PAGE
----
Barack Obama’s presidency results get mixed review from foreign analysts
1 February 2016. PenzaNews. International experts and observers began to sum up the preliminary results of the US President Barack Obama’s presidency, which expires in January 2017.
Commenting on Barack Obama’s final State of the Union address to a Joint Session of the US Congress, Edward Lozansky, President and Founder of the American University in Moscow, called it “quite flat and forgettable.”
“Barely one in ten Americans watched the address to the nation which says they have no big hopes for better changes. Of course, Barack Obama had successes but mainly in the domestic policy. Many results have been achieved due to a significant increase in the national debt. The next generation will have to pay off,” the expert said in an interview with PenzaNews agency.
In his opinion, foreign policy of the American President has been less successful.
“Except for the Iranian nuclear issue, one cannot speak about any progress. The Middle East is burning in the fire. The war in Iraq and Afghanistan can still be attributed to his predecessor George W. Bush, but Libya, Syria, Yemen and rampant international terrorism are the responsibility of Barack Obama,” he explained.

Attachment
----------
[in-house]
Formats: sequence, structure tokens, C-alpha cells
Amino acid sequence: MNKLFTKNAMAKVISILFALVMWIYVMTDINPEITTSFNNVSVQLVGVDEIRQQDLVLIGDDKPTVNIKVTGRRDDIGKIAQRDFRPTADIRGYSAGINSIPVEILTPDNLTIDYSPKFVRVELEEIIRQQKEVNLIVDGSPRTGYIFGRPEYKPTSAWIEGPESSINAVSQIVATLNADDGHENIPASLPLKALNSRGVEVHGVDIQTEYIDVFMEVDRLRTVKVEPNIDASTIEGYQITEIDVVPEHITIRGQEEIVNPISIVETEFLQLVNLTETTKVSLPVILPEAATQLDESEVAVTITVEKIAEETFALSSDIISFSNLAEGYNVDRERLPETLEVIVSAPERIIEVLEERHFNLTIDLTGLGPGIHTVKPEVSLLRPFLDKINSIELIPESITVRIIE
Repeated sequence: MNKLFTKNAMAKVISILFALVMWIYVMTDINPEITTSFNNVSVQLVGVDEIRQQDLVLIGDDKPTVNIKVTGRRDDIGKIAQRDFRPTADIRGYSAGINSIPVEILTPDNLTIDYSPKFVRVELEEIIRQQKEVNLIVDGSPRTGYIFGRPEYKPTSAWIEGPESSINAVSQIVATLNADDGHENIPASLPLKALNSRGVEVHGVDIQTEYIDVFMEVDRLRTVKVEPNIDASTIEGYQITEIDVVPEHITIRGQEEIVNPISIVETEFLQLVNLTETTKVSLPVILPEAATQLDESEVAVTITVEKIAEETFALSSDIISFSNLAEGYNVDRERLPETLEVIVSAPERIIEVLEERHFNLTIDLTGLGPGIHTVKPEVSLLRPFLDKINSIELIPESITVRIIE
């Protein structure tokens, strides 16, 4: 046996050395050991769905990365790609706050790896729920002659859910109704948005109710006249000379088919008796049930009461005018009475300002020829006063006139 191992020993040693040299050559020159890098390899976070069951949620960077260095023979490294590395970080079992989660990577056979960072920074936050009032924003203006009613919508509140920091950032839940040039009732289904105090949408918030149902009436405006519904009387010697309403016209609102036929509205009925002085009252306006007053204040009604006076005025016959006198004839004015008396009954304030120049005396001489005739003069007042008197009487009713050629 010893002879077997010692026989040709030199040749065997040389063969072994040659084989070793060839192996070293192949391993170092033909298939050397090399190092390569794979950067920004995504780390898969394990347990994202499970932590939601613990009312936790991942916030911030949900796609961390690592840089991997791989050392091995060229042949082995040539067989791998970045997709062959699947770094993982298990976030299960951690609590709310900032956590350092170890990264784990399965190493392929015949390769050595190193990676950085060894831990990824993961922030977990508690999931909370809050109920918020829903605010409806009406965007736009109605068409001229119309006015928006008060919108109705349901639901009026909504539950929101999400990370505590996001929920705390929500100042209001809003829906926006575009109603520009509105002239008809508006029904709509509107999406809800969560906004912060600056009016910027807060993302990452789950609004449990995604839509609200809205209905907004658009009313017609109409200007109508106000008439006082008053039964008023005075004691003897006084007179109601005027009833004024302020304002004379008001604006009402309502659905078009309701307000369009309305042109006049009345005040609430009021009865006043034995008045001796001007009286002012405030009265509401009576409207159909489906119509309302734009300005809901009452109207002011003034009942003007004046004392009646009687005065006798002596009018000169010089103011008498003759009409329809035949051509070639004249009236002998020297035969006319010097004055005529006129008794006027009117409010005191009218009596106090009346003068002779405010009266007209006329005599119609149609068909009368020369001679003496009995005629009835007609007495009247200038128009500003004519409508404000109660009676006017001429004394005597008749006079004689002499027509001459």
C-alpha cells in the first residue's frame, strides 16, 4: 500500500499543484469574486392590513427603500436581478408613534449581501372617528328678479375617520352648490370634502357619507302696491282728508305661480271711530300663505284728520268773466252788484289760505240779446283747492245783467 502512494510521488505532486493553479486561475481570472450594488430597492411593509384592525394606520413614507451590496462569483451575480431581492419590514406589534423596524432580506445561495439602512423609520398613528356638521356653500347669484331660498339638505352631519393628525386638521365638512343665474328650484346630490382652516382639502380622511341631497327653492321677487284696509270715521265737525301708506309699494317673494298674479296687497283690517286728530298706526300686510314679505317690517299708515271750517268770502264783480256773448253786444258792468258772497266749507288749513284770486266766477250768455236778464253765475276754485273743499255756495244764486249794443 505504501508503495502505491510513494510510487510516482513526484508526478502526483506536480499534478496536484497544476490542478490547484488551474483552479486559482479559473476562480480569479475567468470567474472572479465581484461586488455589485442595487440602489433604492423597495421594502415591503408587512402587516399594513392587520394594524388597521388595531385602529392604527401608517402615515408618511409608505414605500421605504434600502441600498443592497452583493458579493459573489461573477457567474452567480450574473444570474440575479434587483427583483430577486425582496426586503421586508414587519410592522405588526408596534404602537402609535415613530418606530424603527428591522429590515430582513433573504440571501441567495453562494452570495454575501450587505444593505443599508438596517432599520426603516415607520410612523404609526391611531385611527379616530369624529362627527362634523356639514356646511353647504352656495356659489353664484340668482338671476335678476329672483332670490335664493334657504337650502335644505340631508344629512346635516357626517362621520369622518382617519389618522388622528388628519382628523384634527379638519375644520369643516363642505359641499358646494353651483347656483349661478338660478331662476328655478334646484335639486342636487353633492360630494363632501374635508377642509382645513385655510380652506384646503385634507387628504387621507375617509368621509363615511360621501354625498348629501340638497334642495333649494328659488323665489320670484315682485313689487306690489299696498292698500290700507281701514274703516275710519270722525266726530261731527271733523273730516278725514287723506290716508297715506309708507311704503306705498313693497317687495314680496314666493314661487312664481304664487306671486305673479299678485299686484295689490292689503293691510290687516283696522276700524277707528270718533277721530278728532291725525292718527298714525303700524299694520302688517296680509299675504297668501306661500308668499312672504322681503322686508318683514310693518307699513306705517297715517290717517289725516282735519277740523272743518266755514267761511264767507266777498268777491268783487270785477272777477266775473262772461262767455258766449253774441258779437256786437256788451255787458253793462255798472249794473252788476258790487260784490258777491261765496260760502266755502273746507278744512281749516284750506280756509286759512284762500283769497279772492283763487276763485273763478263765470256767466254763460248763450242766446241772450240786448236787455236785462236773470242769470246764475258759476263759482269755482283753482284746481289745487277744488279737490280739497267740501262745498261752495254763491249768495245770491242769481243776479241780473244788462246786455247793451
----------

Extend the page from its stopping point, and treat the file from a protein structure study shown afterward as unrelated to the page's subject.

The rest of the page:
Steven Schier, Professor of Political Science from Carleton College in Northfield, United States, also stressed that some of the President’s foreign policy assertions produced criticism in the US.
“His claim of a successful Syrian policy in the wake of so many deaths and many thousands of refugees was viewed as questionable by many observers. His historical record will be a mixed one, particularly because of the legacy of his foreign policies, which have not solved pressing global problems,” he noted.
Moreover, from his viewpoint, Barack Obama has failed to find ways to work with the Republican Party, which dominates Congress and most state legislatures.
“Unlike his Democratic predecessor Bill Clinton, he failed to reach out and find common ground, instead preferring to publicly criticize his partisan opposition and contribute to the political polarization in the US,” Steven Schier added.
Barry Burden, Professor of the Department of Political Science, Director at the Elections Research Center, University of Wisconsin-Madison, shared this opinion and noted that President Barack Obama is finishing his second term at a time of intense partisan polarization.